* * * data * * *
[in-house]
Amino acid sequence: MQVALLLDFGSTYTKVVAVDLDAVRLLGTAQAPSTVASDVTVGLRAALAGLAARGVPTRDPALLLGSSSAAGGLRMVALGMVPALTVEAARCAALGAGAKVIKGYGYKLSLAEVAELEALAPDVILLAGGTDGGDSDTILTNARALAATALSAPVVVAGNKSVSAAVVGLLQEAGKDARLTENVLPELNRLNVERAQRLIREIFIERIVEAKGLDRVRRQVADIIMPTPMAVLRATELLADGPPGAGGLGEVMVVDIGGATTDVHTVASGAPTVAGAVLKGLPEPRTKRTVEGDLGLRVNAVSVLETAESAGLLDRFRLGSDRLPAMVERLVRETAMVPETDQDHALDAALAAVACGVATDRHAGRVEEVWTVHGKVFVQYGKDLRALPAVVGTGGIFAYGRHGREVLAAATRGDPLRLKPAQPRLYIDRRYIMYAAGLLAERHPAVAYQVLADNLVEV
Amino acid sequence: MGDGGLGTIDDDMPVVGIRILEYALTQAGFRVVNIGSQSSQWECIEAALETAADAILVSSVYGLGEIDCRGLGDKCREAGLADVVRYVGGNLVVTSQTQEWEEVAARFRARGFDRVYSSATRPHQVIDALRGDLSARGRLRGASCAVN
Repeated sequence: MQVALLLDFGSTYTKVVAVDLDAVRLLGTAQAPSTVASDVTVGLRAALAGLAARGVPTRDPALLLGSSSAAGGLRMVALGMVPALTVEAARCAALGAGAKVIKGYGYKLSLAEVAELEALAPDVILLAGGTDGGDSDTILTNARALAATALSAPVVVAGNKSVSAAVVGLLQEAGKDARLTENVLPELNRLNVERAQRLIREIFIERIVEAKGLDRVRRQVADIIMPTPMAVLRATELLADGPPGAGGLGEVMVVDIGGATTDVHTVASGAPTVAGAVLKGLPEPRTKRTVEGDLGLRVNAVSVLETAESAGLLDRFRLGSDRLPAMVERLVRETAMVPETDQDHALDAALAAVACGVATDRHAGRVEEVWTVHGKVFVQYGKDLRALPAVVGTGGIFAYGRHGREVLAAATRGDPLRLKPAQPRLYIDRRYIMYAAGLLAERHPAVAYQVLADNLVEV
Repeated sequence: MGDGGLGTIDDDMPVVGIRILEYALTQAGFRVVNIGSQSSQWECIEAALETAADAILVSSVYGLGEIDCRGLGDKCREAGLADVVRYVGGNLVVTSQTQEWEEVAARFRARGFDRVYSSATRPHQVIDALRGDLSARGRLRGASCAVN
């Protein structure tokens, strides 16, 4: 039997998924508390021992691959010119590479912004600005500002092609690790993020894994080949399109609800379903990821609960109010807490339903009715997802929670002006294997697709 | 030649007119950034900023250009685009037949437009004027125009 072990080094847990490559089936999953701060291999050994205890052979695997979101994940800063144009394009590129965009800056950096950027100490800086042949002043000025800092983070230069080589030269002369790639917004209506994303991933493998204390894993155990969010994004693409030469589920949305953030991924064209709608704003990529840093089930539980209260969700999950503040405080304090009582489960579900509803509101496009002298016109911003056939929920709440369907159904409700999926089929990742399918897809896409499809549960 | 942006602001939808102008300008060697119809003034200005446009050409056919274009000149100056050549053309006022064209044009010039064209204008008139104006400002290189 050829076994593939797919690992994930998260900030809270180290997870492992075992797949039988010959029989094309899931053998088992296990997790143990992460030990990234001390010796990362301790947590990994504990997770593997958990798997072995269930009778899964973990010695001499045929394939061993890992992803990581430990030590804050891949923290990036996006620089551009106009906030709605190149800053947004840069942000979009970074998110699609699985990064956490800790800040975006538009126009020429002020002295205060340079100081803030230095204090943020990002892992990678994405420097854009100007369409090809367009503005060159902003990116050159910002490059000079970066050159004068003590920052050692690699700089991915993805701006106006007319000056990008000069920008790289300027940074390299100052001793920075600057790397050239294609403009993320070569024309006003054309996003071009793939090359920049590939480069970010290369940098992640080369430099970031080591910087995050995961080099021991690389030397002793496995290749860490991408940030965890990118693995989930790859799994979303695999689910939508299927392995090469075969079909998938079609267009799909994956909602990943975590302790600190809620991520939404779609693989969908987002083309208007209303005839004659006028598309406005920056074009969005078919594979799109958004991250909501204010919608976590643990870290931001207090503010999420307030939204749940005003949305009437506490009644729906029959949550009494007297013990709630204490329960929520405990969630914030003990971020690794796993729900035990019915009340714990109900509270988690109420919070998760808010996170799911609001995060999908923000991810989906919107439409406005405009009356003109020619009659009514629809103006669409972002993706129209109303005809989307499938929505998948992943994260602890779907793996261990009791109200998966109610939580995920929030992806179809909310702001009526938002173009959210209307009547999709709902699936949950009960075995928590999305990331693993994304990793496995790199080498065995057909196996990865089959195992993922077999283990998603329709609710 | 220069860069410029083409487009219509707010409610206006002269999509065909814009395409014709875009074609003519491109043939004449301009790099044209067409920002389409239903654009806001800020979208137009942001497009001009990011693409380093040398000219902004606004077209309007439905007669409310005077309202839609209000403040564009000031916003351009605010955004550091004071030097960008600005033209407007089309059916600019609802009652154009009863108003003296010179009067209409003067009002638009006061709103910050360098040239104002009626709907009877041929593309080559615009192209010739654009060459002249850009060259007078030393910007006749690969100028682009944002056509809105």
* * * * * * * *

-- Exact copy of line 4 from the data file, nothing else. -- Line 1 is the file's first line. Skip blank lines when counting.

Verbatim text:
Repeated sequence: MQVALLLDFGSTYTKVVAVDLDAVRLLGTAQAPSTVASDVTVGLRAALAGLAARGVPTRDPALLLGSSSAAGGLRMVALGMVPALTVEAARCAALGAGAKVIKGYGYKLSLAEVAELEALAPDVILLAGGTDGGDSDTILTNARALAATALSAPVVVAGNKSVSAAVVGLLQEAGKDARLTENVLPELNRLNVERAQRLIREIFIERIVEAKGLDRVRRQVADIIMPTPMAVLRATELLADGPPGAGGLGEVMVVDIGGATTDVHTVASGAPTVAGAVLKGLPEPRTKRTVEGDLGLRVNAVSVLETAESAGLLDRFRLGSDRLPAMVERLVRETAMVPETDQDHALDAALAAVACGVATDRHAGRVEEVWTVHGKVFVQYGKDLRALPAVVGTGGIFAYGRHGREVLAAATRGDPLRLKPAQPRLYIDRRYIMYAAGLLAERHPAVAYQVLADNLVEV